Resolution IT Sponsors New Shoes for Local Marathon des Sables Participant
We sat down with James Le Gallez, a former member of the Resolution IT team and running enthusiast, to discuss his upcoming participation in the Marathon des Sables, also known as “the toughest footrace on earth”; a 250km ultra-distance race across the Sahara that will put both his mental and physical limits to the test. Resolution IT has sponsored the high performance running trainers that James will need to wear during the 250km race.
This isn’t just about personal achievement; James is also running to support some important causes. He’s raising funds for Autism Guernsey, the Guernsey Society for Cancer Relief, and Jersey Hospice Care. If you’re interested in following his journey or supporting the charities he’s running for, we’ve provided some useful links at the end of the interview.
Why is footwear so important for a race of this scale?
I’ll be running for more than six hours each day, and even upwards of 10 hours on the 85km stage, across a variety of terrain: sand, rubble, trails, you name it. So, getting the right shoes with the perfect fit is absolutely crucial. I’ll also need two pairs—one for training and and an identical pair for racing. A pair of trainers with more than 800km usage should ideally be replaced to minimise the risk of injury. Considering I’ve still got 1,500km of training left, plus another 250km for the actual race, that second pair is essential. A huge thanks to Resolution IT for supporting me financially—it’s not just a physical endeavour, it’s a hefty financial one too!
What inspired you to take part in this race? And why now?
A documentary on the Marathon des Sables featuring British Olympic rower James Cracknell caught my eye years ago. I was in my early 20s, not at all into running, but that gruesome scene of him popping foot blisters stuck with me (of all things). Fast forward to a couple of years ago when I took up running, and it resurfaced in my mind. I was running out of local races to participate in and started looking further afield. So one Sunday evening, I messaged my boss for sponsorship, thinking to myself “surely not”, but, unfortunately for me, they actually said yes!
What kind of training is involved for a race of this calibre and how is it going so far?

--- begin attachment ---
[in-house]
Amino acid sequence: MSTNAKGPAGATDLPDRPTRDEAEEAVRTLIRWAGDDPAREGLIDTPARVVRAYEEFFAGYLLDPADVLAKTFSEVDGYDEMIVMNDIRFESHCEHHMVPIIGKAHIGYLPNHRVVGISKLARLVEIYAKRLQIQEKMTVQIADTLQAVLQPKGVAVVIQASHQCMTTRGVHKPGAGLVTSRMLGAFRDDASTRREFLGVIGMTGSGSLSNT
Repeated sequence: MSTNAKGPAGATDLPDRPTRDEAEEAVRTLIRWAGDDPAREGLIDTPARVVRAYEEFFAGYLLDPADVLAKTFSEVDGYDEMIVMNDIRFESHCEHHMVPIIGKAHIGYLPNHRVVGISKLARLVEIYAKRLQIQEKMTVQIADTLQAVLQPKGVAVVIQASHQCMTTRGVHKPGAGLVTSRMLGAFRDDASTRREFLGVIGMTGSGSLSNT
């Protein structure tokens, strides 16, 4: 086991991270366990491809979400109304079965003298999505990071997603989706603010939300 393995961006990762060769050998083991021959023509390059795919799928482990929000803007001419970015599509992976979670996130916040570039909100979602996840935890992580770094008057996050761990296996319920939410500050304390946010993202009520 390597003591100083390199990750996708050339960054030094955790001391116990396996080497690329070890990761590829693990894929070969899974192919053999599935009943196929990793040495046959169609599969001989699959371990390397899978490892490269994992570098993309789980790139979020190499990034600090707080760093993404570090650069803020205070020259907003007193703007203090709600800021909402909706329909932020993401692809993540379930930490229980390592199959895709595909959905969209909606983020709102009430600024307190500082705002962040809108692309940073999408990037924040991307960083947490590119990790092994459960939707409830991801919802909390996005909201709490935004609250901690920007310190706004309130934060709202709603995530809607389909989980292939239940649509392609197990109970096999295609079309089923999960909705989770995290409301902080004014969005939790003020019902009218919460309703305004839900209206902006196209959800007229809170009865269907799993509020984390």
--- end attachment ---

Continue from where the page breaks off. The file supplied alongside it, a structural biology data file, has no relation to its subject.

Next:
I train six days a week, following a specific pattern. Tuesdays consist of an easy 8km run, Wednesdays are for tempo runs of around 15km with intervals, Thursdays are another easy 8-10km, Fridays are short 4-5km jogs, and the weekends are for serious distance. Saturdays vary from 20km to 60km, while Sundays are for recovery but can still range from 12km to 40km. Peak training will happen in February with back-to-back 100+km weeks.
So far, so good. I’m in month five of a 10-month plan, at the time of writing I’d just come off the back of a big training block of 300km over three weeks and I fell short of the mark on the last weekend due to exhaustion, but it was a firm lesson and I’ll be ready for the next training peak.
Keep in mind, I’ve only been running for a couple of years, and before that, I had a BMI of 35 and smoked a pack of cigarettes daily—no athletic history to make this easier.
Is there anything you’ve had to give up or sacrifice in order to train?
Truthfully, not really. I’m fortunate that my only responsibility is a four-legged loaf of bread that sleeps sixteen hours plus a day, so I can dedicate quite a lot of time to running. Ultra-training does demand a considerable time commitment—at least 10-15 hours per week if you’re serious. However, as the race nears, I’ll need to tighten up on my diet a bit.
How can other organisations support you?
Sadly, events like this are often only accessible to those with significantly deeper pockets. The race fee alone is over £4,000, and that’s not counting another £1,000 for equipment and all the training hours. Fortunately, my employer, Redwood Group, has covered the race entry cost, but I still need about £1,000 for the rest of the specialist ultralight equipment. That includes a £300 sleeping bag that I’ll be carrying through the desert for a week! If any businesses can follow in Resolution IT’s footsteps and assist me with equipment costs, I’d be eternally grateful.
What’s the first thing you’re going to do when you get home after the race?
Maybe go for another run? But definitely, I’ll start planning the next challenge. I’ve got my eyes set on qualifying for the UTMB (Ultra Trail du Mont Blanc), the most prestigious trail running event out there. It covers 106 miles and features a staggering 10,040 metres of ascent—that’s 2,000m more than Everest! The qualification is a long process, so maybe by 2025 or 2026. Also, go to the Co-op and buy a jar of Nutella and wipe it out in one sitting, no surrender.